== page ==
There is still a third difference between those who do their robbing as individuals -- as burglars and pickpockets -- and those who do it collectively and through deceiving some of their victims and outvoting the rest. The thief who is a thief in his individual capacity usually practices his robbery on the comparatively well-to-do. We need not attribute this to him as any special virtue, for doubtless he has commonly no motive other than to make his takings large, -- as they cannot be if he preys mainly on the very poor. But -- virtue or not -- this is a limitation that our robbers by group conspiracy do not place on themselves. Those who rob us through a protective tariff always were and still are willing to have this tariff levied on goods that the poorest of our people use, including necessities of life. The Townsend plan to give $200 a month to every person over sixty, and, therefore, $400 a month to every married couple over sixty (and even $200 is a far larger amount loan the average person who has to work for his living is able to earn), definitely proposes to raise the necessary money by a sales tax. And a sales tax is certainly a burden on the very poor, who would thus contribute of their poverty to the comparative affluence of many "oldsters" still full of vitality and well able to work.

Similarly, the Agricultural Adjustment Act is most certainly calculated to make life harder for countless families of city workers, to whom it is intended to mean increased cost of food and clothing, as well as to agricultural laborers and tenants, to whom it means diminished opportunity to work because part of the land on which they might work is withdrawn from use. Indeed, the original A. A. A. relied on the so-called processing taxes as the means of financing the venture. And, though these taxes were thrown out by the Supreme Court, there have been recent suggestions that, counting on the changed and now more "liberal" personnel of the Court, the Administration and Congress might restore them. If it be claimed that the depression distress of many farmers justified some form of special taxation to relieve this distress during the worst emergency, will it be likewise claimed, not only that the policy should be a permanent one, but also that the cost of it may properly be imposed, in large degree, on the earned incomes from the labor of the poor?

What beneficiary of or apologist for any of these plans has any interest in trying to finance his pet scheme so as to MINIMIZE its burden on the community, or any interest in promoting the GENERAL welfare, or any aim other than the sordid one of "getting his" or, if a politician, any thought in supporting one or more of these schemes, other than to get the votes of the expectant beneficiaries by appealing to their basest characteristics of self aggrandizement?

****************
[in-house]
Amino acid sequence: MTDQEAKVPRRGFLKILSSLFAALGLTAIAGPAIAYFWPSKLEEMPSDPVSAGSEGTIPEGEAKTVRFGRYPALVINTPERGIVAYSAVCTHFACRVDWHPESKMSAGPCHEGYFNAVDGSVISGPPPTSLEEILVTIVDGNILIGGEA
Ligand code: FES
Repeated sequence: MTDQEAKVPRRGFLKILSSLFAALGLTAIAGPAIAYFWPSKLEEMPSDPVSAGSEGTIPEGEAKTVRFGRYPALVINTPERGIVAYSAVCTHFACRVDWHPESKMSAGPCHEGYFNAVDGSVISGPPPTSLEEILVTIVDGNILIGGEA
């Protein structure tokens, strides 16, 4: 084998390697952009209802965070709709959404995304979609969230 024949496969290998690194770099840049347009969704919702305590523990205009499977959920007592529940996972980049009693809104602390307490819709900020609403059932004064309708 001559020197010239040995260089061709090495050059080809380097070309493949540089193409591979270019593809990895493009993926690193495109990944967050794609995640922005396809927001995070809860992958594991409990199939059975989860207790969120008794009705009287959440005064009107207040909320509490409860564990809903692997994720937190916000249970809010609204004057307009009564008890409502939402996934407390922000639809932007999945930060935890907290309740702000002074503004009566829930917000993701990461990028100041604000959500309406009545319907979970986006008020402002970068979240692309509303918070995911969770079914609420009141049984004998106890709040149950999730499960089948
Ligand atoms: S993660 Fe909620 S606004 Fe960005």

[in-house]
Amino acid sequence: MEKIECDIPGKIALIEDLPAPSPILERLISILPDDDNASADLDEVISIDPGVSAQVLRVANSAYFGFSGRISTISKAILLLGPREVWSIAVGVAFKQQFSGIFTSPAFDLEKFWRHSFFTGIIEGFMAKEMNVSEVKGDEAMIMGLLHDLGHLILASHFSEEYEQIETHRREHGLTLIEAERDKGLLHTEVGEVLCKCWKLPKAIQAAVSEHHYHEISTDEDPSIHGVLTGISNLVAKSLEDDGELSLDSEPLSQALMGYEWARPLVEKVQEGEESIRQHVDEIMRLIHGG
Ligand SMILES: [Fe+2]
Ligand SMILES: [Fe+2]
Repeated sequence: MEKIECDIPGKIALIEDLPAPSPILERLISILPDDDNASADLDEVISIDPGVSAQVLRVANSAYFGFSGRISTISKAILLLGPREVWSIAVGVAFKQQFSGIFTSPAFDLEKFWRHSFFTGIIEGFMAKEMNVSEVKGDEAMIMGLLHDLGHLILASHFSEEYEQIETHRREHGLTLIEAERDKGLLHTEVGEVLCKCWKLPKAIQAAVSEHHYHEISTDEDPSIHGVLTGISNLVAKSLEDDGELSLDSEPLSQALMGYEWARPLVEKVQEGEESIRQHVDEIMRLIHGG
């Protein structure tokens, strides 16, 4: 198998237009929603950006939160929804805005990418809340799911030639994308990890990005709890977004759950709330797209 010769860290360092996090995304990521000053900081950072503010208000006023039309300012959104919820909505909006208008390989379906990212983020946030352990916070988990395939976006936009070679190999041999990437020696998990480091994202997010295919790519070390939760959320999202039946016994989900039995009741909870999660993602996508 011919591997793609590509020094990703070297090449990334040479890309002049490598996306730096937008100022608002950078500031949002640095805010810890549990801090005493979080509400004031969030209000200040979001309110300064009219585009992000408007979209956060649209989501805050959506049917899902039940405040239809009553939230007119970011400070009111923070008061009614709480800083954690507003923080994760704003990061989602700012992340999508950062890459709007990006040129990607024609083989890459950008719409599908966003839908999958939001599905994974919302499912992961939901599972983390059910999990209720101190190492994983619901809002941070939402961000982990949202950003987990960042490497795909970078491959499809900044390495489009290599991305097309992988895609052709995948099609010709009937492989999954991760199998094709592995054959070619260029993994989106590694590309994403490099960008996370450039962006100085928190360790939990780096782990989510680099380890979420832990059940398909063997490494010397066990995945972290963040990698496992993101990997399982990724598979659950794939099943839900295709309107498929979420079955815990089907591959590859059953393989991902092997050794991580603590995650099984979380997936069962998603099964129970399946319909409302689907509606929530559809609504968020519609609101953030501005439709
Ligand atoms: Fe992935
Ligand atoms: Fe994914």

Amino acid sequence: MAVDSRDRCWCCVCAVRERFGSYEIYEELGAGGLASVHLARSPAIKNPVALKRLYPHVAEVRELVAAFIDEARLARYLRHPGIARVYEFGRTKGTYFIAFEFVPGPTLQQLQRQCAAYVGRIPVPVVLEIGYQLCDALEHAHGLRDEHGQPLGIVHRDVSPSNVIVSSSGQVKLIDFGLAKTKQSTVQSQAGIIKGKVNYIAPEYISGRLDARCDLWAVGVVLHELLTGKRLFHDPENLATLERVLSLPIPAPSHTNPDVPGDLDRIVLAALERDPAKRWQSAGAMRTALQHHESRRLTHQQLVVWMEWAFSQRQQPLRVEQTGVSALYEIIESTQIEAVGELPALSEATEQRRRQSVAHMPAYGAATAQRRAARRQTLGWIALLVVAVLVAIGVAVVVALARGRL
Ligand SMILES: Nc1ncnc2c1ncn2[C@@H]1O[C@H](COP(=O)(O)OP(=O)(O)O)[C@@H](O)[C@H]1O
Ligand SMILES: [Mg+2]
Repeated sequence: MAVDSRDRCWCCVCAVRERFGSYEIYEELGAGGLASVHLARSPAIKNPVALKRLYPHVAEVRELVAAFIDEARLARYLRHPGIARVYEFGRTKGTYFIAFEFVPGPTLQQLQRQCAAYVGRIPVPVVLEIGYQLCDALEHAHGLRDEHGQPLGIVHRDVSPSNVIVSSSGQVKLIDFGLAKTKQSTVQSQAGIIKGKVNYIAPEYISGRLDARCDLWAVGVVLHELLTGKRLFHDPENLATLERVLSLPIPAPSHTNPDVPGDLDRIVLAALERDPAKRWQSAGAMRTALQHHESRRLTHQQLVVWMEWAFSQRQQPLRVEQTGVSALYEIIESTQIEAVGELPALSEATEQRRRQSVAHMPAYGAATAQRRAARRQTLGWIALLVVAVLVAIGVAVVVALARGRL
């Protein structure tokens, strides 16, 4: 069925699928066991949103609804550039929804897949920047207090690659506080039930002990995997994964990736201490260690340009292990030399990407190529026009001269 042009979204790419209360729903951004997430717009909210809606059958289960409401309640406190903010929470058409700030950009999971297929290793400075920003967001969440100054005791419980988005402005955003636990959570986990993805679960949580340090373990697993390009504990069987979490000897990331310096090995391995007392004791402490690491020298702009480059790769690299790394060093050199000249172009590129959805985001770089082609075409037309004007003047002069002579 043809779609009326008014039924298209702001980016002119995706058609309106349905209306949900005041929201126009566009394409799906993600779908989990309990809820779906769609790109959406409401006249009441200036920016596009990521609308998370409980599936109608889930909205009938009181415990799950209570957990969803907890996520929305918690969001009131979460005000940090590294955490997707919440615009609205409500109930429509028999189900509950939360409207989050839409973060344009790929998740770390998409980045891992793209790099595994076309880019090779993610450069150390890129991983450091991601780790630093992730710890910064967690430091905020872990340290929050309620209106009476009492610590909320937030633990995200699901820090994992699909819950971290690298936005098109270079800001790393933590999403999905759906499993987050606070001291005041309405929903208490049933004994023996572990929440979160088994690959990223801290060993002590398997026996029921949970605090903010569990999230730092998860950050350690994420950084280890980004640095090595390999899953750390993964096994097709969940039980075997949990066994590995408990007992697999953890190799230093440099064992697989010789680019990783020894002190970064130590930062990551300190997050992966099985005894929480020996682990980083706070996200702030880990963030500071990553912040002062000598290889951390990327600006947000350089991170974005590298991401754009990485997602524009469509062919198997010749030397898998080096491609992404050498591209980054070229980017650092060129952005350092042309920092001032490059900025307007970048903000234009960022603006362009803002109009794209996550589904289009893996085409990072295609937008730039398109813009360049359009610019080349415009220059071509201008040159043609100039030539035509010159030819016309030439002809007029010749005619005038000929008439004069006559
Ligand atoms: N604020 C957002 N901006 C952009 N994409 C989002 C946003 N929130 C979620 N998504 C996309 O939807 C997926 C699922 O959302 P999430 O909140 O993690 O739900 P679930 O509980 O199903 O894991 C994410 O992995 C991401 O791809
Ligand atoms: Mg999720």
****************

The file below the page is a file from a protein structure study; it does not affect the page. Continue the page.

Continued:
It might be supposed by a youthful idealist that a few among the supporters of benefits to farmers, or of subsidies to manufacturing, or of a $200 a month pension to every person over sixty, would look to the COMMUNITY-produced location value of land as a desirable source for such benefits or subsidies, rather than to taxes on the hard-earned incomes of the poor. It might be thought that even among these advocates of something for nothing devices, there would occasionally be one who would have a kind word for the idea of drawing on such a type of income as land rent, which is not really earned by its recipients, to finance his pet venture, instead of penalizing earned incomes, including even the smallest ones. But if there is anywhere such an one, WHERE is he, and WHO is he? All the ballyhoo seems to be directed, sordidly, to the "main chance," for each person concerned, of "getting his."

Surely, when all the time-consecrated and all the newly proposed systems of robbing the masses are evaluated and compared, none will be found more serious than the private appropriation of the rent of land. That a majority should have to pay a minority, in this twentieth century, for the very PERMISSION to work on and to live on the earth and to make use of COMMUNITY-produced location advantages, is indeed a sad reflection on the way a so-called democracy betrays the masses of its people. But is there any use in looking for help in fighting this evil, to groups of the robbed who are happily enthused and excited 'by the prospect of themselves using the power of government to rob others who are worse off than they?

Can we hope to establish, in some calculable future, a society without special privilege, -- a society where incomes received have some reasonable relation to services rendered? Or must our people be degraded, in their relations with each other, to

"The good old rule,
The simple plan,
That they should take who have the power
And they should keep who can"?